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Financial
Nov 20, 2017

How Tax Reform Could Impact Home Ownership

Sponsored Content provided by Patrick Stoy - Mortgage Consultant/Owner, Market Consulting Mortgage

If it were possible to bet on whether the squabbling and partisanship in Washington will persist, I know where the safe money would be.  

Given that it is basically impossible to describe the political climate without mentioning the constant bickering of our leaders and their inability to find agreement on almost every topic imaginable, does anyone believe they will actually be able to get this done?

Furthermore, it should be almost common knowledge that any attack on homeownership deductions is an exercise in futility.  Regardless of party lines or political affiliations, keeping intact the section of the tax code that protects home ownership deductions is an idea everyone can get behind.

This is at least partially why the proposed tax reform is just that - a proposal. It is unlikely to pass in its current form, partly because of fierce opposition from powerful groups dedicated to protecting homeownership, such as the National Association of Realtors, National Association of Home Builders and the Mortgage Bankers Association. But it is still worthwhile to mention some of the bill’s key points.

One of the biggest issues these groups had with the House tax reform bill was it proposed moving the cap for mortgage interest deductions from $1 million to $500,000 for new home sales only.  Existing purchases are grandfathered. 

In the Senate version just recently released, however, it appears that the cap will remain at its current level of $1 million. This could be due to the negative response to the proposed change from constituents and industry groups dedicated to homeownership.

In a market such as Wilmington, capping the mortgage interest deduction on the sale of a new home priced at $500,000 or less may not seem like an attack on the middle class. In other markets - where it is barely possible to get an entry level home for that amount - the concern about the tax reform creating a negative impact on the middle class is extremely well-founded.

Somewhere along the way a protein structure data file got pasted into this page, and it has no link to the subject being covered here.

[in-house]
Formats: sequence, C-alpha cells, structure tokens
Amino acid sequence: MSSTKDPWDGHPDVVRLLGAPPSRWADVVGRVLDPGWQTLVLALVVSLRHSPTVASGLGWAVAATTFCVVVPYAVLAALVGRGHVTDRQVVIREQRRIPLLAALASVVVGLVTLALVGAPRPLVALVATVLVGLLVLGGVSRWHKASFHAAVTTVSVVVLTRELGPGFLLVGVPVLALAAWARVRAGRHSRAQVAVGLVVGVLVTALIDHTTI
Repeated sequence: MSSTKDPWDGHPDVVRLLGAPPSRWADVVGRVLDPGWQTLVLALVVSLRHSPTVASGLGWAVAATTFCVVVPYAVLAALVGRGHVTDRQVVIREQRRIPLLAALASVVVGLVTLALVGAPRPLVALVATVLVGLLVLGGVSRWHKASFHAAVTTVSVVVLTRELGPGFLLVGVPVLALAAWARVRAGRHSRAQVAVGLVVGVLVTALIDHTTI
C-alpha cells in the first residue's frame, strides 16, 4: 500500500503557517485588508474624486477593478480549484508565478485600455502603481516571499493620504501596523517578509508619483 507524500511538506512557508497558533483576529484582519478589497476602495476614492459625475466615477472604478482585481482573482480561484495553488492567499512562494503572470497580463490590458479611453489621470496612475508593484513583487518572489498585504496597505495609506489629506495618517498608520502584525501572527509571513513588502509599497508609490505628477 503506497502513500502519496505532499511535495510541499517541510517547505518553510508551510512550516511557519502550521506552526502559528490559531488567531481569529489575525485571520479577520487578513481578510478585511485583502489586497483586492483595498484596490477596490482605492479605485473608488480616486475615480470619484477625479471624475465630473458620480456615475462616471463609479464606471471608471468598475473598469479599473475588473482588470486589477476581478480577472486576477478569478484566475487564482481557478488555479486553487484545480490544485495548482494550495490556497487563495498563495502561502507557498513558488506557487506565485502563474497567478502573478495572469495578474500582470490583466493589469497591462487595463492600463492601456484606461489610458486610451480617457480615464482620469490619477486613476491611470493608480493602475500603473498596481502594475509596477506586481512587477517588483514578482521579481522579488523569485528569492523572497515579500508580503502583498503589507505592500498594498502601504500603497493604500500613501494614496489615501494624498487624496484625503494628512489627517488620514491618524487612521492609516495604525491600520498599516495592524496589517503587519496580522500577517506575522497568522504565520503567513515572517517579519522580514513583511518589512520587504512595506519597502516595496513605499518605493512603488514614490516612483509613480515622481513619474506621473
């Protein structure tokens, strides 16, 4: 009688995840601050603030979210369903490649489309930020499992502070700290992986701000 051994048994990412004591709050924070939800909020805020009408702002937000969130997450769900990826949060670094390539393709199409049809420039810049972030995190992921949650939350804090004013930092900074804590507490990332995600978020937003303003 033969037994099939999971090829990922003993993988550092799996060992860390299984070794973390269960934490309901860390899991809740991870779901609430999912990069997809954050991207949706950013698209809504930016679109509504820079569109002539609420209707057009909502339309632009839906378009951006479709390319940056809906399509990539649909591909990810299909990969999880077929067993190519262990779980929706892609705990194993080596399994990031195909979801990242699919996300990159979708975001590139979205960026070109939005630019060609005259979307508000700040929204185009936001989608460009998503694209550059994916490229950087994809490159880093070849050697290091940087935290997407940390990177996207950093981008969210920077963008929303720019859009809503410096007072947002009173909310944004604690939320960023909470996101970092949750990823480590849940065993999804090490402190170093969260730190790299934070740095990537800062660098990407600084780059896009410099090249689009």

The reform is being characterized as taking the incentive out of homeownership, as it also places new restrictions on the capital gains tax exemption that protects homeowners from having to pay when selling a principal residence. The idea that homeownership is one of the best, most-effective, tried-and-true methods for building wealth is a widely accepted notion.

Remember the American dream of homeownership?

According to the National Association of Realtors (NAR), the level of homeownership in our country is at a 50-year low. The fact that NAR’s findings, released from a study earlier this year, show the House roadmap to reform would result in a 10 percent decrease in home values and an $815 increase in middle-class homeowners’ tax liabilities that would only exacerbate the problem.

Regardless of your level of cynicism concerning our leadership, and whether you are an elephant, donkey or something in between, it’s always worthwhile to stay informed, speak out and ensure your representatives know where you stand.  

To find out about your options and capitalize on the incredible wealth-building power of real estate, give me a call at the number below. 

Patrick Stoy (NMLS Numbers 39527 and 39166) has 18 years of mortgage lending experience. Patrick is CEO of Wilmington-based Market Consulting Mortgage, which he started in 2005 with a mission to build lifelong customer relationships by providing real value. To learn more about Marketing Consulting Mortgage, visit www.macmtg.com. Patrick can be reached at [email protected] or 910-509-7105.


 

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